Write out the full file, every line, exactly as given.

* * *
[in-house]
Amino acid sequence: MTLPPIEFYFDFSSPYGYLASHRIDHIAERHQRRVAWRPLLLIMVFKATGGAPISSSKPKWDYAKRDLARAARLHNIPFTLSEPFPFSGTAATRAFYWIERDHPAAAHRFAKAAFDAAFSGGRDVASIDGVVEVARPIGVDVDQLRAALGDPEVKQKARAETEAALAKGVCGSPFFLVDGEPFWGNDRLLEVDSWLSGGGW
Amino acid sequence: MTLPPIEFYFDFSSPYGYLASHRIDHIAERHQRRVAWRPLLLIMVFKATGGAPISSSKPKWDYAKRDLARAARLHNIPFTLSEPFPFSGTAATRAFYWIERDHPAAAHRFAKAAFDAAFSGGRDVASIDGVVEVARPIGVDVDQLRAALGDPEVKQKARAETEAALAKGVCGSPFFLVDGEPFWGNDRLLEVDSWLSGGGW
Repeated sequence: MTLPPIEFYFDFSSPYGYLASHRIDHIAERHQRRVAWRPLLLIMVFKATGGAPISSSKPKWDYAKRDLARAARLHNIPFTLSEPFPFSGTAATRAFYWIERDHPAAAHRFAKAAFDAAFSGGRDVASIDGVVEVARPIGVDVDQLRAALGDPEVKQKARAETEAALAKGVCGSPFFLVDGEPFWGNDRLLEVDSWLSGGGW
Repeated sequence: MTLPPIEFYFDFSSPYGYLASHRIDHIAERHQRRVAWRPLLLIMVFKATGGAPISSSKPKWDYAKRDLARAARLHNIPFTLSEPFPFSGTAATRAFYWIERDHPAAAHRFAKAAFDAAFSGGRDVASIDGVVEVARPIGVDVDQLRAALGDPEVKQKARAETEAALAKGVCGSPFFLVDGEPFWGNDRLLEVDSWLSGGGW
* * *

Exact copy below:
[in-house]
Amino acid sequence: MTLPPIEFYFDFSSPYGYLASHRIDHIAERHQRRVAWRPLLLIMVFKATGGAPISSSKPKWDYAKRDLARAARLHNIPFTLSEPFPFSGTAATRAFYWIERDHPAAAHRFAKAAFDAAFSGGRDVASIDGVVEVARPIGVDVDQLRAALGDPEVKQKARAETEAALAKGVCGSPFFLVDGEPFWGNDRLLEVDSWLSGGGW
Amino acid sequence: MTLPPIEFYFDFSSPYGYLASHRIDHIAERHQRRVAWRPLLLIMVFKATGGAPISSSKPKWDYAKRDLARAARLHNIPFTLSEPFPFSGTAATRAFYWIERDHPAAAHRFAKAAFDAAFSGGRDVASIDGVVEVARPIGVDVDQLRAALGDPEVKQKARAETEAALAKGVCGSPFFLVDGEPFWGNDRLLEVDSWLSGGGW
Repeated sequence: MTLPPIEFYFDFSSPYGYLASHRIDHIAERHQRRVAWRPLLLIMVFKATGGAPISSSKPKWDYAKRDLARAARLHNIPFTLSEPFPFSGTAATRAFYWIERDHPAAAHRFAKAAFDAAFSGGRDVASIDGVVEVARPIGVDVDQLRAALGDPEVKQKARAETEAALAKGVCGSPFFLVDGEPFWGNDRLLEVDSWLSGGGW
Repeated sequence: MTLPPIEFYFDFSSPYGYLASHRIDHIAERHQRRVAWRPLLLIMVFKATGGAPISSSKPKWDYAKRDLARAARLHNIPFTLSEPFPFSGTAATRAFYWIERDHPAAAHRFAKAAFDAAFSGGRDVASIDGVVEVARPIGVDVDQLRAALGDPEVKQKARAETEAALAKGVCGSPFFLVDGEPFWGNDRLLEVDSWLSGGGW